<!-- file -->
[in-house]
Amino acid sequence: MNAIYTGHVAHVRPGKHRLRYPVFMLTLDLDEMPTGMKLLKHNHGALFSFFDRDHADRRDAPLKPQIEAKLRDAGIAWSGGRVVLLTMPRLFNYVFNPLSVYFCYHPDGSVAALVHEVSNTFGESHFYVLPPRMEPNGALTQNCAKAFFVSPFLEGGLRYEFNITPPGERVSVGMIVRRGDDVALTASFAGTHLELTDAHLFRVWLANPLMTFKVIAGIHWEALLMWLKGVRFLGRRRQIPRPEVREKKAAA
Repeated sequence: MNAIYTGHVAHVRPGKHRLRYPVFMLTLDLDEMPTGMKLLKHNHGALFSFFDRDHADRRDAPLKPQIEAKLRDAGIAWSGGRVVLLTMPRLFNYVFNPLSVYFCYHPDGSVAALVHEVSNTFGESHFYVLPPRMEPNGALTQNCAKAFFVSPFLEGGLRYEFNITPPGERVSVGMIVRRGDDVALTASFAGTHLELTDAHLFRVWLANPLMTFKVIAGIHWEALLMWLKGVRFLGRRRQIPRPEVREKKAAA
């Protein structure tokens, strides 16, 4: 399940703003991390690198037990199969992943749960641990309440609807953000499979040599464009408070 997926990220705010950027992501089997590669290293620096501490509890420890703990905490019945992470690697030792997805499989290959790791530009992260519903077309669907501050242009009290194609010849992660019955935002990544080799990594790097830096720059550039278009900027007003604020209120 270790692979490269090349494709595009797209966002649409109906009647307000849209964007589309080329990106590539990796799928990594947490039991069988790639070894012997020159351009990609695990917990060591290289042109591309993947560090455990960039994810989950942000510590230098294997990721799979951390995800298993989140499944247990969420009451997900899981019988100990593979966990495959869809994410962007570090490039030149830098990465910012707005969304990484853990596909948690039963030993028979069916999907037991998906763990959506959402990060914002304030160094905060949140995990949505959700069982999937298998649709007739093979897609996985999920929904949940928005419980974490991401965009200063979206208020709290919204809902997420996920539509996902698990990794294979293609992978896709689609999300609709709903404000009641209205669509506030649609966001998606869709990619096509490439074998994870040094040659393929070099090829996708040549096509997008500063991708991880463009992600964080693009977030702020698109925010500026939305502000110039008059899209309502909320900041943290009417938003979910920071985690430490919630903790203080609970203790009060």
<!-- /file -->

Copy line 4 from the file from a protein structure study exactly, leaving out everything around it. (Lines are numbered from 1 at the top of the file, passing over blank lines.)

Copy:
């Protein structure tokens, strides 16, 4: 399940703003991390690198037990199969992943749960641990309440609807953000499979040599464009408070 997926990220705010950027992501089997590669290293620096501490509890420890703990905490019945992470690697030792997805499989290959790791530009992260519903077309669907501050242009009290194609010849992660019955935002990544080799990594790097830096720059550039278009900027007003604020209120 270790692979490269090349494709595009797209966002649409109906009647307000849209964007589309080329990106590539990796799928990594947490039991069988790639070894012997020159351009990609695990917990060591290289042109591309993947560090455990960039994810989950942000510590230098294997990721799979951390995800298993989140499944247990969420009451997900899981019988100990593979966990495959869809994410962007570090490039030149830098990465910012707005969304990484853990596909948690039963030993028979069916999907037991998906763990959506959402990060914002304030160094905060949140995990949505959700069982999937298998649709007739093979897609996985999920929904949940928005419980974490991401965009200063979206208020709290919204809902997420996920539509996902698990990794294979293609992978896709689609999300609709709903404000009641209205669509506030649609966001998606869709990619096509490439074998994870040094040659393929070099090829996708040549096509997008500063991708991880463009992600964080693009977030702020698109925010500026939305502000110039008059899209309502909320900041943290009417938003979910920071985690430490919630903790203080609970203790009060």